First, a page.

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    Supply Chain Management Key During Economic Slump: Study

    It remains a key driver of competitive advantage, says Wal-Mart exec.

    Strong supply chain management (SCM) is one of the key drivers responsible for retailers surviving one of the worst recessions in history, according to a study released today by Auburn University in partnership with Arlington, Va.-based Retail Industry Leaders Association.

    The “2010 State of the Retail Supply Chain” study brought together leading North American retailers to examine the year’s current trends, leading practices, and the foremost issues affecting the strategy and planning of retail supply chains.

    "Supply chain management has played, and continues to play, a strategic role in retail organizations throughout the recession and remains a key driver of business success and competitive advantage in today’s challenging market," said Dave Reiff, SVP of national distribution for Wal-Mart Stores, who joined a panel of experts in a tele-press conference to discuss the study’s findings.

    The panel also included Casey Chroust, RILA EVP of retail operations, and Brian J. Gibson, Ph.D., professor at Auburn University, and examined the critical value of careful supply chain management during both economic hard times and as retailers shift their focus toward recovery.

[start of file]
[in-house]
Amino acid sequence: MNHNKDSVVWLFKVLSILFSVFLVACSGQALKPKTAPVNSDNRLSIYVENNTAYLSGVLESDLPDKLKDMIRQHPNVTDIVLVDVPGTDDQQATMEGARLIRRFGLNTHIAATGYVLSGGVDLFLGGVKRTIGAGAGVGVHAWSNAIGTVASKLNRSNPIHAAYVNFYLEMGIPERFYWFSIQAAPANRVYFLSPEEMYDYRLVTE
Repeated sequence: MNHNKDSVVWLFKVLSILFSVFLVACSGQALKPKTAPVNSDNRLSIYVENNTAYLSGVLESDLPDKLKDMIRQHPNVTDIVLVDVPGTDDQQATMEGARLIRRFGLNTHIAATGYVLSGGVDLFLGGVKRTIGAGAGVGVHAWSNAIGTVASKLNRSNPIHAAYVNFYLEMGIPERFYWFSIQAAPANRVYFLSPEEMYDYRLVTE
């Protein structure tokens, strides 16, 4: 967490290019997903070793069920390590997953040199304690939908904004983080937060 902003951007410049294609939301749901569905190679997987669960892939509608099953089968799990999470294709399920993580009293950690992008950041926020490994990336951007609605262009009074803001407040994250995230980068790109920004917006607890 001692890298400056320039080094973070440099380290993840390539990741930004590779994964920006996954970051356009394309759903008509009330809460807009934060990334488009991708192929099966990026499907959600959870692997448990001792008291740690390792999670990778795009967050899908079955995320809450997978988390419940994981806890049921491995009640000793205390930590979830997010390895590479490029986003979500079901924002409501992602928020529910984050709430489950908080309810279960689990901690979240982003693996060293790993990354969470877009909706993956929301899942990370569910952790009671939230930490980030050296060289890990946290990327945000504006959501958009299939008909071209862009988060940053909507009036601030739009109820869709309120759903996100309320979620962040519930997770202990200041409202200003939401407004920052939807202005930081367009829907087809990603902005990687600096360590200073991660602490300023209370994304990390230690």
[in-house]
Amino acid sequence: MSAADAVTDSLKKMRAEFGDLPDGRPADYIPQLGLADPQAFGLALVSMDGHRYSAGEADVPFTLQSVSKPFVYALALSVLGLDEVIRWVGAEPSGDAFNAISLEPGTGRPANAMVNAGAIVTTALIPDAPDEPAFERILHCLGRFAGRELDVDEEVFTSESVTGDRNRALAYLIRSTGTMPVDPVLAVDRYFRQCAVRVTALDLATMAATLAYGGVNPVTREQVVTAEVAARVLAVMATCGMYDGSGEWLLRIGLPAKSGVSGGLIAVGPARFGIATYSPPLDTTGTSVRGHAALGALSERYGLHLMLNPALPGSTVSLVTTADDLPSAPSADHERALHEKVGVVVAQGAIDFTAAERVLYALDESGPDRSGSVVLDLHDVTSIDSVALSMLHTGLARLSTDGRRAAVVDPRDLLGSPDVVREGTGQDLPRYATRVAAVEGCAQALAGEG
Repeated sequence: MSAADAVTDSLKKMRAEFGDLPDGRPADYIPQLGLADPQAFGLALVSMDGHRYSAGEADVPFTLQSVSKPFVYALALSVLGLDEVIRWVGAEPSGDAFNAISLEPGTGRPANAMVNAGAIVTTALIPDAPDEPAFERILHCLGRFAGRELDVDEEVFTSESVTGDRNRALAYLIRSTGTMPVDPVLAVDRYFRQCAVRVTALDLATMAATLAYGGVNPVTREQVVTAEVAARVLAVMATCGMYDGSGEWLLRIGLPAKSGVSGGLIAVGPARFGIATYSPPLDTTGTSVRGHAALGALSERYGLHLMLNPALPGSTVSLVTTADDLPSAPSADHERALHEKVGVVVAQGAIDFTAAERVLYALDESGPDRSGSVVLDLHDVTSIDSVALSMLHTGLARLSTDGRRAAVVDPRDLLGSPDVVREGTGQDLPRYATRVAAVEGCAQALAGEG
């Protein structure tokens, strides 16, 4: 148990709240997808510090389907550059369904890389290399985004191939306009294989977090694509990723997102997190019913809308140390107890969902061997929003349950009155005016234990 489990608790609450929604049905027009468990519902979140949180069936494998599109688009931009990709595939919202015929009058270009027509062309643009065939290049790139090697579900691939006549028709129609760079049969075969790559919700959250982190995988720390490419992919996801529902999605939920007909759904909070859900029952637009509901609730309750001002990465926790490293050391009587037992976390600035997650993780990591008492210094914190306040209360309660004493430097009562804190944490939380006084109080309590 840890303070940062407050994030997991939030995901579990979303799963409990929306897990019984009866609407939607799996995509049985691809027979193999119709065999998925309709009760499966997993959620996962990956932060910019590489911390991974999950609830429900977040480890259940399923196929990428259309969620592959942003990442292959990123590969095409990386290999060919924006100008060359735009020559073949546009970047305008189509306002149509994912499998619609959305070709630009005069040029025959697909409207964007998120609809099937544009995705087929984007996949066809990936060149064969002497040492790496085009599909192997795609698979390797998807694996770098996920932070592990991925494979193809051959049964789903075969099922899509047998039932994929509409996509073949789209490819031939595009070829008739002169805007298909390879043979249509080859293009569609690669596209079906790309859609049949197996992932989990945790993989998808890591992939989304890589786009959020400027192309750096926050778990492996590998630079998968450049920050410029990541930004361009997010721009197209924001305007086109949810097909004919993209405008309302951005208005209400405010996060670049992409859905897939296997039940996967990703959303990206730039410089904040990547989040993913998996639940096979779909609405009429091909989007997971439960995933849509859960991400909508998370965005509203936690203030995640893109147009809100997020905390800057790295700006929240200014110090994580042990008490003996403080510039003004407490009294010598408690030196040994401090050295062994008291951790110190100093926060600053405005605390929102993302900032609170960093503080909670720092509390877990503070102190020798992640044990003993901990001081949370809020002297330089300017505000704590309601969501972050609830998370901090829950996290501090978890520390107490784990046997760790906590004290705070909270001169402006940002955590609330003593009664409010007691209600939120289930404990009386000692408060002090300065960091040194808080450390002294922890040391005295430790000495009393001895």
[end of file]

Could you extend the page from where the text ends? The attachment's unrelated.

"Thanks to cost reduction initiatives introduced by supply chain management executives, retailers were able to tap into existing opportunities to streamline their supply chains, lowering their bottom line costs and saving billions across the industry," said Chroust. "Moving forward these cost structure enhancements and efficiencies will enable retailers to thrive as the economy becomes healthy again.”

    The study revealed that efforts to reduce the bottom line costs while the recession held top line growth in check has also led to a growing importance of SCM throughout the retail organization and has gained C-suite recognition. CEOs understand SCM as critical to retailer success, and the influence of SCM continues to expand up and downstream within the organization, to merchandising, and store operations functions, the study found.

    "Retail supply chain management involves much more than DC to store inventory movement," said Gibson. "Retailers must establish best-in-class supply chain capabilities to remain competitive. This year, leading edge supply chain executives are pursuing agility, shelf-driven supply chain capabilities, and private label manufacturing."

    The study also cited several key issues that the panel feels should be on the radar of SCM executives moving forward, including sustainability, fluctuating fuel costs, new government regulations, streamlining multi-channel supply chain operations, and utilizing the latest technological advancements.

    The detailed results of the study will be addressed at the 2011 RILA Logistics Conference, to be held February 20-23, 2011, in Orlando, Fla. For information on the conference, visit www.rila.org

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